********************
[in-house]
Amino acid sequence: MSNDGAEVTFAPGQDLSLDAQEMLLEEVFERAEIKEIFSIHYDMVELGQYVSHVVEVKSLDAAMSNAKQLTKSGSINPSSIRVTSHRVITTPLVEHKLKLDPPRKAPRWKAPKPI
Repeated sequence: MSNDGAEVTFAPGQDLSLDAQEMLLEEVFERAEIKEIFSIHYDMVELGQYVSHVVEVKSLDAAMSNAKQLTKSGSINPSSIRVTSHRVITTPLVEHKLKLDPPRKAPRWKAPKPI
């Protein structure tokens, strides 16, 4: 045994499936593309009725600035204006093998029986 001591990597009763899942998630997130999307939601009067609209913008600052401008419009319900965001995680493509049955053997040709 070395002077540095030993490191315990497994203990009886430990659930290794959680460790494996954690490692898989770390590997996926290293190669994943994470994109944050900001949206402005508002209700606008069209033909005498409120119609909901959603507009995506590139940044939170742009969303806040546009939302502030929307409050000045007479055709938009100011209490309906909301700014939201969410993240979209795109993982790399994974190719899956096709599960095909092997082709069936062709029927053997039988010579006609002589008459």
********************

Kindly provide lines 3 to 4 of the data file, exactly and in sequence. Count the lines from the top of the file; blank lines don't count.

Repeated sequence: MSNDGAEVTFAPGQDLSLDAQEMLLEEVFERAEIKEIFSIHYDMVELGQYVSHVVEVKSLDAAMSNAKQLTKSGSINPSSIRVTSHRVITTPLVEHKLKLDPPRKAPRWKAPKPI
């Protein structure tokens, strides 16, 4: 045994499936593309009725600035204006093998029986 001591990597009763899942998630997130999307939601009067609209913008600052401008419009319900965001995680493509049955053997040709 070395002077540095030993490191315990497994203990009886430990659930290794959680460790494996954690490692898989770390590997996926290293190669994943994470994109944050900001949206402005508002209700606008069209033909005498409120119609909901959603507009995506590139940044939170742009969303806040546009939302502030929307409050000045007479055709938009100011209490309906909301700014939201969410993240979209795109993982790399994974190719899956096709599960095909092997082709069936062709029927053997039988010579006609002589008459």